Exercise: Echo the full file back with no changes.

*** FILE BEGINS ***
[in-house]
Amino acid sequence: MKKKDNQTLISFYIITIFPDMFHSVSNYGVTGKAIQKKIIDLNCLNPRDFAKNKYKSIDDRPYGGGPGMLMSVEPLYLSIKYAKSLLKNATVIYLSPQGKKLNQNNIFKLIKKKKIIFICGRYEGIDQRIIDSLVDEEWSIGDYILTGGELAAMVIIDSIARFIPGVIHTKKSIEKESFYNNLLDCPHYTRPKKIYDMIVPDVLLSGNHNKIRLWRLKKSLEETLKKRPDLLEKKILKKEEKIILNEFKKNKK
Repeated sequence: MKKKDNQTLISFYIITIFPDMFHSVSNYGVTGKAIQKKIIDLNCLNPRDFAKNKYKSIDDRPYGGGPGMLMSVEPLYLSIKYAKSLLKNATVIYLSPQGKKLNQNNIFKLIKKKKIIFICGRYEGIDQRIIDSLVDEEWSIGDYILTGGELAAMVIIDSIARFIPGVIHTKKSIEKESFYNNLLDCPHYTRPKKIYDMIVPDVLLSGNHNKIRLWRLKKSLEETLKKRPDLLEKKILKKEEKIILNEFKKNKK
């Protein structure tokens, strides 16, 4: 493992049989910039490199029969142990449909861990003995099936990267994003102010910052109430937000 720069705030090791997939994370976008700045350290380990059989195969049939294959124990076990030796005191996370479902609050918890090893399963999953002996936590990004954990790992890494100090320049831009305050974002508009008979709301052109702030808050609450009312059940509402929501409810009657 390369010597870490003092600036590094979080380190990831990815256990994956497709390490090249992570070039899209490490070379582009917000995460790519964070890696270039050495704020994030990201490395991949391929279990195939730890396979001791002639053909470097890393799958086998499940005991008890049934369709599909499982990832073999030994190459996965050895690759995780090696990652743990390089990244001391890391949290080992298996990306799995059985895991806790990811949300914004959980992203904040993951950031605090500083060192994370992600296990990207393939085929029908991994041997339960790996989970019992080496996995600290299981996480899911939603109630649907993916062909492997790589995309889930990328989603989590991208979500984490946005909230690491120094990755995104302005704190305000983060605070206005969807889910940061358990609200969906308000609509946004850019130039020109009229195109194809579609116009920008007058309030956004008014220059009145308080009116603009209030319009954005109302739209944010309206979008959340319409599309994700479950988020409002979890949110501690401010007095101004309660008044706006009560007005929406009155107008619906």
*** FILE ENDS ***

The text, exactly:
[in-house]
Amino acid sequence: MKKKDNQTLISFYIITIFPDMFHSVSNYGVTGKAIQKKIIDLNCLNPRDFAKNKYKSIDDRPYGGGPGMLMSVEPLYLSIKYAKSLLKNATVIYLSPQGKKLNQNNIFKLIKKKKIIFICGRYEGIDQRIIDSLVDEEWSIGDYILTGGELAAMVIIDSIARFIPGVIHTKKSIEKESFYNNLLDCPHYTRPKKIYDMIVPDVLLSGNHNKIRLWRLKKSLEETLKKRPDLLEKKILKKEEKIILNEFKKNKK
Repeated sequence: MKKKDNQTLISFYIITIFPDMFHSVSNYGVTGKAIQKKIIDLNCLNPRDFAKNKYKSIDDRPYGGGPGMLMSVEPLYLSIKYAKSLLKNATVIYLSPQGKKLNQNNIFKLIKKKKIIFICGRYEGIDQRIIDSLVDEEWSIGDYILTGGELAAMVIIDSIARFIPGVIHTKKSIEKESFYNNLLDCPHYTRPKKIYDMIVPDVLLSGNHNKIRLWRLKKSLEETLKKRPDLLEKKILKKEEKIILNEFKKNKK
């Protein structure tokens, strides 16, 4: 493992049989910039490199029969142990449909861990003995099936990267994003102010910052109430937000 720069705030090791997939994370976008700045350290380990059989195969049939294959124990076990030796005191996370479902609050918890090893399963999953002996936590990004954990790992890494100090320049831009305050974002508009008979709301052109702030808050609450009312059940509402929501409810009657 390369010597870490003092600036590094979080380190990831990815256990994956497709390490090249992570070039899209490490070379582009917000995460790519964070890696270039050495704020994030990201490395991949391929279990195939730890396979001791002639053909470097890393799958086998499940005991008890049934369709599909499982990832073999030994190459996965050895690759995780090696990652743990390089990244001391890391949290080992298996990306799995059985895991806790990811949300914004959980992203904040993951950031605090500083060192994370992600296990990207393939085929029908991994041997339960790996989970019992080496996995600290299981996480899911939603109630649907993916062909492997790589995309889930990328989603989590991208979500984490946005909230690491120094990755995104302005704190305000983060605070206005969807889910940061358990609200969906308000609509946004850019130039020109009229195109194809579609116009920008007058309030956004008014220059009145308080009116603009209030319009954005109302739209944010309206979008959340319409599309994700479950988020409002979890949110501690401010007095101004309660008044706006009560007005929406009155107008619906």